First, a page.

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For several weeks early this fall, the sounds of jackhammers and bulldozers greeted visitors to the Woodruff Health Sciences Center administration building. Next door, demolition crews were busy tearing apart the 1970s-era concrete slab “connector” linking the School of Medicine’s anatomy and physiology buildings.
     In its place, a new teaching and administration building will complete a physical transformation of the 151-year-old medical school, giving it a new home.
     And at the same time the school upgrades the outside, more compelling changes are under way inside. In November, a special steering committee completed work on a completely revamped curriculum that will better prepare students for the realities of medical practice, says medical school dean Thomas Lawley.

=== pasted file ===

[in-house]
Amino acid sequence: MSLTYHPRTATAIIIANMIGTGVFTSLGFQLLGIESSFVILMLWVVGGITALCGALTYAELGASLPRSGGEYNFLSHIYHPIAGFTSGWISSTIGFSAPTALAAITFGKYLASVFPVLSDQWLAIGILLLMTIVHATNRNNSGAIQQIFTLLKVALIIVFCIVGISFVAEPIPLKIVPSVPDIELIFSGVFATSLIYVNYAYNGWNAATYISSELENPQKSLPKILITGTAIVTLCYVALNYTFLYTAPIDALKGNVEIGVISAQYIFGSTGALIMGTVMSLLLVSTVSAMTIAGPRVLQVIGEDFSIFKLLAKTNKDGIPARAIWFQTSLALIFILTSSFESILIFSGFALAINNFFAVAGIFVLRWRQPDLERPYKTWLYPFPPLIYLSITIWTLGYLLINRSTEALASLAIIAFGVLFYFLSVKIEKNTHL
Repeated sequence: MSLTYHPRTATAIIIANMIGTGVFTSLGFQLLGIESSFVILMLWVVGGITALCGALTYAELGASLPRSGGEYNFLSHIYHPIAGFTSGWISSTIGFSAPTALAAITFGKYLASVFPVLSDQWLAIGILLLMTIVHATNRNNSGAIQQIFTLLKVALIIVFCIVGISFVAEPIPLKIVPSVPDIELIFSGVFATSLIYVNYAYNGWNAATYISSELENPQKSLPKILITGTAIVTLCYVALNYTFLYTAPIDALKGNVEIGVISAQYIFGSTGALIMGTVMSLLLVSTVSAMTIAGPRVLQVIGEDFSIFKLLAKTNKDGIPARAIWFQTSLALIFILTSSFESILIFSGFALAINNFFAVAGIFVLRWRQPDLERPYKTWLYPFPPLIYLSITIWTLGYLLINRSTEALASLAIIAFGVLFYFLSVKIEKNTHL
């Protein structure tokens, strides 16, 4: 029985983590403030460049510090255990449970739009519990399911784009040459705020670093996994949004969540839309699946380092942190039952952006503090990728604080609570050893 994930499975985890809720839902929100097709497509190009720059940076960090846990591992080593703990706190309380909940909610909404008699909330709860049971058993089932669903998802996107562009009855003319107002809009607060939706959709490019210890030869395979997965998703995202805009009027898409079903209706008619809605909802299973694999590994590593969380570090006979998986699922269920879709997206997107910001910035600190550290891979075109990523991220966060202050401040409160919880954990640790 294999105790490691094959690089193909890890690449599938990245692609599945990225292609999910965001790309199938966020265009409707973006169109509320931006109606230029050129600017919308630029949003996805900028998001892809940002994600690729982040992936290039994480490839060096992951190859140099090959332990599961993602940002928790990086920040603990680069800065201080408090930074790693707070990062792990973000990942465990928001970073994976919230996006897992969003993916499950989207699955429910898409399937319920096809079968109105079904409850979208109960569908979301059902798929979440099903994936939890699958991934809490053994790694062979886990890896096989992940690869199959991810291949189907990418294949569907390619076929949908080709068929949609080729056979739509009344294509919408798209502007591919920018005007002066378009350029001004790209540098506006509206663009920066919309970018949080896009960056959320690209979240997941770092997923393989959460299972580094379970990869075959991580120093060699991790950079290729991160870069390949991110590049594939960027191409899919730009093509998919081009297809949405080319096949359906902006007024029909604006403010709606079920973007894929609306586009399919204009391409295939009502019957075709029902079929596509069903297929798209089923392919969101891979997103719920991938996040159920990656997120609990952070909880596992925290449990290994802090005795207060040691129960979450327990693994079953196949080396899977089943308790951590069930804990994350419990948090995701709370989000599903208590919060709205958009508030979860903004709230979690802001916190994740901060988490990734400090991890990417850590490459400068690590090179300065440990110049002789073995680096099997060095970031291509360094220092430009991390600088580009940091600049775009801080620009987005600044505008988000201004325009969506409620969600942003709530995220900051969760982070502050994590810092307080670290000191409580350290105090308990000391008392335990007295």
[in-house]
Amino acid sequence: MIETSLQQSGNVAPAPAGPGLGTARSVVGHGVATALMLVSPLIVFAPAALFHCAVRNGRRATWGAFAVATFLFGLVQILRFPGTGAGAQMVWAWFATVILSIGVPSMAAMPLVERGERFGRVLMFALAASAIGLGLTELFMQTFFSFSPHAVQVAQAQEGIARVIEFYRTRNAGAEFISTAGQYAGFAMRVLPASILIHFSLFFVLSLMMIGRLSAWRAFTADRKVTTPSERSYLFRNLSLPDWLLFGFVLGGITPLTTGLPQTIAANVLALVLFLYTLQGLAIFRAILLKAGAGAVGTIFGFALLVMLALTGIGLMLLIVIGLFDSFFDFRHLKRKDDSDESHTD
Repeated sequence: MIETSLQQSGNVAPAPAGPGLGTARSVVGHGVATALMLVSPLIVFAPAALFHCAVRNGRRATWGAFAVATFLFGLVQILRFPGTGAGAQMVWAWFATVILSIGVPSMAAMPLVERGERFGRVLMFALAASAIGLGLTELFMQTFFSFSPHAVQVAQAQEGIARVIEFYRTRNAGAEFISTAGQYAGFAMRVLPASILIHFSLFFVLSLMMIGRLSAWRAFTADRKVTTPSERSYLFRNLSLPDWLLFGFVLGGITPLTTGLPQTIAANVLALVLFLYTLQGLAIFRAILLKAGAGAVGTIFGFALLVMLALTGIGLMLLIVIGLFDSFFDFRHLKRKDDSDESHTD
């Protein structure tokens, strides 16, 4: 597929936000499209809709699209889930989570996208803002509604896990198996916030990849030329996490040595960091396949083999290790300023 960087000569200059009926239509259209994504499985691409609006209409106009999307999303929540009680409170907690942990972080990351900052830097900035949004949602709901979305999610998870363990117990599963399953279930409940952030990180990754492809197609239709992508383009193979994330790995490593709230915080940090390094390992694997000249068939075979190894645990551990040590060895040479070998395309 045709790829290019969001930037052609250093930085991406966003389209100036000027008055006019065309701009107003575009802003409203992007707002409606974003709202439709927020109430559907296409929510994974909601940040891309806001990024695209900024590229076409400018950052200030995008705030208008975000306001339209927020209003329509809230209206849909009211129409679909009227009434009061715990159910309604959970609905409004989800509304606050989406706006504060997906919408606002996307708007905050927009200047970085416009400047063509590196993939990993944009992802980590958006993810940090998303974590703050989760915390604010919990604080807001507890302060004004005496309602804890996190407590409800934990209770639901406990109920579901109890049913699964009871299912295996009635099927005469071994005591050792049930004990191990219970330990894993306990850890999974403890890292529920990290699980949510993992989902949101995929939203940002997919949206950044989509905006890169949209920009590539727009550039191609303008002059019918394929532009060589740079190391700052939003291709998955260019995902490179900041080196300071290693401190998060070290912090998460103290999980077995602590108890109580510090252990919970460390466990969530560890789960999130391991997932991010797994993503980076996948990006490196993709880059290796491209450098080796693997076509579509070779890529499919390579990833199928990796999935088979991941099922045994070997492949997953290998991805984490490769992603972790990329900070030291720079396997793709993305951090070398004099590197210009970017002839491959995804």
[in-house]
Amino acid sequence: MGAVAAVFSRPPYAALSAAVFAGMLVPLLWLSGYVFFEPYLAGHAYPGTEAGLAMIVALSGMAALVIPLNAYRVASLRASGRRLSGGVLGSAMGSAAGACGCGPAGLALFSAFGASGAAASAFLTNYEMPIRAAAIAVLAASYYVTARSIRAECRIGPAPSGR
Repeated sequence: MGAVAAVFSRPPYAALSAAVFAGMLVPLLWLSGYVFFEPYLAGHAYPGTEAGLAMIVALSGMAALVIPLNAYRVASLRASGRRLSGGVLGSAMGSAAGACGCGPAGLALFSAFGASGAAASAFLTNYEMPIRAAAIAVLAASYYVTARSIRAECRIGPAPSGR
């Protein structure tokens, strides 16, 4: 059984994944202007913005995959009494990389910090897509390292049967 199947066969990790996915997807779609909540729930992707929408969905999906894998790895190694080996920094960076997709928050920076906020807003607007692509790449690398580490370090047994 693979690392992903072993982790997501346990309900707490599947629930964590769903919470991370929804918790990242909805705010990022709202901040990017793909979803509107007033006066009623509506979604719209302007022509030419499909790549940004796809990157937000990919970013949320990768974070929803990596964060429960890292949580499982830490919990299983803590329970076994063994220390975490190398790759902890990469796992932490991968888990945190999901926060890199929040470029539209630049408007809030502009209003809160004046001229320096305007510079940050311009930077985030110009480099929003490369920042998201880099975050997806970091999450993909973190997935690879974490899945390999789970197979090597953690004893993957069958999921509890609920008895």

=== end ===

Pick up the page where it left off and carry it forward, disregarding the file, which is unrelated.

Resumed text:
Implementation of the new curriculum will start with the first-year class of 2007, just in time for the opening of the school’s new building.
     “The School of Medicine has the opportunity to create a new standard for medical education,” Lawley said during his annual State of the School address. “We are at a place in our history where we have everything it takes to create this new standard, not just here at Emory but throughout the world.”



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